Protecting our local vulture populations
Dr V Naidoo, BVMCh, MSc(Vet), PhD
As previously reported, Diclofenac a veterinary non-steroidal anti-inflammatory drug (NSAID), has been responsible for the devastating collapse of three species of the vultures on the Indian subcontinent. To place the devastation into perspective the Oriental White-backed vulture (Gyps bengelensis), which was the world’s more prominent bird species, had declined from a population peak of over ten million birds in 1990 to around 8000 in 2008 representing overall decline of over 99.9%. While the collapse of any wild-life population is of major concern, the decline of the vulture species on the Asian subcontinent highlighted the severe impact that veterinary pharmaceutical products could have on delicate eco-systems.
Although South Africa has been lucky in that diclofenac was never registered for local use, the Asian vulture crisis has, however, highlighted the plight of our local vulture populations which< are equally as troubled. While we can be proud to be home to nine vulture species, seven of these are listed as endangered on the IUCN red list, with even the once ubiquitous African White-backed vulture being listed as being threatened. Of these nine species, the Cape Griffon vulture still remains the most endangered vulture species and arguably the most endangered species in the country, with the last census listing only 2800 breeding pairs being present in the wild.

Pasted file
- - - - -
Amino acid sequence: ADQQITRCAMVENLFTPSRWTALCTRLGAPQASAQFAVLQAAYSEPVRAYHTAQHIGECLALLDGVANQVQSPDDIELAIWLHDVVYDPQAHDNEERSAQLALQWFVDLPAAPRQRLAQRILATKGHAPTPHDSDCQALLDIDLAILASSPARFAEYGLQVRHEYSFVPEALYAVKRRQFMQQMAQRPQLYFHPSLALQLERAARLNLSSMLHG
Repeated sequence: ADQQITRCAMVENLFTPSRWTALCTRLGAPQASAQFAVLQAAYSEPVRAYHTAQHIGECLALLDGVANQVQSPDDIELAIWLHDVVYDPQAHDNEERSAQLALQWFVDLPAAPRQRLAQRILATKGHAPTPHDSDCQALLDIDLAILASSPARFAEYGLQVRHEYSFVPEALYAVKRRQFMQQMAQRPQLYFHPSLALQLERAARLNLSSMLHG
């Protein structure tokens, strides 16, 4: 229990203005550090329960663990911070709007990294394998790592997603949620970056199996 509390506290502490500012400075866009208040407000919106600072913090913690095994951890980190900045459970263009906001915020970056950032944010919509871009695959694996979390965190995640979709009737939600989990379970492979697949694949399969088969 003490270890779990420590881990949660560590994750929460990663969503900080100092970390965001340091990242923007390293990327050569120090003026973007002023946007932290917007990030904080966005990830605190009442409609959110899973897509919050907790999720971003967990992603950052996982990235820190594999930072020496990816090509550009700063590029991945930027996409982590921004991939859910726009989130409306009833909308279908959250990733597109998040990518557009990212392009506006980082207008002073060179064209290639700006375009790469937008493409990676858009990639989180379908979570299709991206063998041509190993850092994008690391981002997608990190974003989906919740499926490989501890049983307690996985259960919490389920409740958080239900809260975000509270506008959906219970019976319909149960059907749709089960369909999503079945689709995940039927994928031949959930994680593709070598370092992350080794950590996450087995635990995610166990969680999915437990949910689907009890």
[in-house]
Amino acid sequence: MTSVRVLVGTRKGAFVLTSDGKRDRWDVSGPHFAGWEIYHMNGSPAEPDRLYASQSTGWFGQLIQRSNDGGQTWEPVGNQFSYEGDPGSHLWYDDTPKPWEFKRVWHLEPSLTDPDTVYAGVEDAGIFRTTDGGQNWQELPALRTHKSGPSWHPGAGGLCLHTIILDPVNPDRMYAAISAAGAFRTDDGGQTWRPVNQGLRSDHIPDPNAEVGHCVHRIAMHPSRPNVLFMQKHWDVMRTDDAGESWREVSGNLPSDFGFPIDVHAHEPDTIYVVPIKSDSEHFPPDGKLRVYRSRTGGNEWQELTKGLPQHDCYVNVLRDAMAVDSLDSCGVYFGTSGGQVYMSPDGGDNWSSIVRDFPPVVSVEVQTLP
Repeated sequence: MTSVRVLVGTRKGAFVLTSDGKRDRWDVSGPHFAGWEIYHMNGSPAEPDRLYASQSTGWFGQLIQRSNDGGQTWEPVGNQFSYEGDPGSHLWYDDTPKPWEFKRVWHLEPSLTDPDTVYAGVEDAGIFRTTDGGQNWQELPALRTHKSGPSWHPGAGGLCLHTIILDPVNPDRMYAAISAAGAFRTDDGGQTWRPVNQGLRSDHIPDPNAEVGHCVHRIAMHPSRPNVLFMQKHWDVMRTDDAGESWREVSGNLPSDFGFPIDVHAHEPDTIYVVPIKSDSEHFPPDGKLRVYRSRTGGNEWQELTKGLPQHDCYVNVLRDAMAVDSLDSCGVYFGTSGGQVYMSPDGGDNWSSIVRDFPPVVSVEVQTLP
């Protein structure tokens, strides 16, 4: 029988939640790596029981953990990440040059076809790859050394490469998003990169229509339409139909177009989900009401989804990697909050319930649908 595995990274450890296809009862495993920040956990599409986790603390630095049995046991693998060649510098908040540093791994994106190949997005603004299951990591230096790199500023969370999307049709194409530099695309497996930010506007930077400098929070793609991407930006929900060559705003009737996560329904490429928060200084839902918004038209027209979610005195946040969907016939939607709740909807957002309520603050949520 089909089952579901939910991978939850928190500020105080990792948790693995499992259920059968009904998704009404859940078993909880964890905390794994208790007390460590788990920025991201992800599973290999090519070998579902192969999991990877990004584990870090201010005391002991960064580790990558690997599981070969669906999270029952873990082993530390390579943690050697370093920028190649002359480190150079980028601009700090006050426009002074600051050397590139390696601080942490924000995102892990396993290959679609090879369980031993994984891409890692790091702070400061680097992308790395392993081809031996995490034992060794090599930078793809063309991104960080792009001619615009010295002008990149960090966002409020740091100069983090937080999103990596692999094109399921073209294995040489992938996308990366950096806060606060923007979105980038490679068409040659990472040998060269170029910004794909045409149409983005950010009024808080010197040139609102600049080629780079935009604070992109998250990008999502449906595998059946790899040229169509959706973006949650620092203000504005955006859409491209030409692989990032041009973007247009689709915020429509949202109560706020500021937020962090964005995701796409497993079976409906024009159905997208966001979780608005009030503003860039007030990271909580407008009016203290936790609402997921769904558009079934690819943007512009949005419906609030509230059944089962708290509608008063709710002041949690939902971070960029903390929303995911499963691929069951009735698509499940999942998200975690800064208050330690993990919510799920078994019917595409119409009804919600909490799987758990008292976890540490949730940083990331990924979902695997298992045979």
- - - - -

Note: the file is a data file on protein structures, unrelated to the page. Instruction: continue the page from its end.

With the Southern African vulture species being in steady decline from the 1970’s, conservation organisations had initiated numerous support programmes including the management system of vulture restaurants. In this system, farmers were asked to place out carcasses from commercial farms and even trophy kills for the regularly feeding of vultures throughout the country. Whilst the programme has been highly successful with over 150 restaurants being known to be in operation, the accidental introduction of diclofenac into the Asian vulture food-chain has highlighted the potential of this system to introduce potentially dangerous veterinary drug into the vulture food-chain. This is of especially concern as recent studies have indicated that both the African white-backed vulture and the Cape Griffon vultures are extremely sensitive to the toxic effects of diclofenac.
Therefore in an aim to protect the remaining vultures from veterinary pharmaceuticals, the following is recommended when advising farmer of the disposal of carcasses;
· Avoid feeding carcasses that have received extensively treatment(s) prior to death.
· Treat all the NSAIDs as potentially toxicity. To date only meloxicam has been conclusively demonstrated to be safe in vultures.
· Carcasses from pentobarbitone euthanasia should be destroyed. In addition being the potential lethal to many carnivores, it should also be noted that package inserts clearly state that carcasses arising from pentobarbitone euthanasia may not be used for animal feeding.
· Avoid placing out wildlife carcasses that that die during or soon after immobilisation.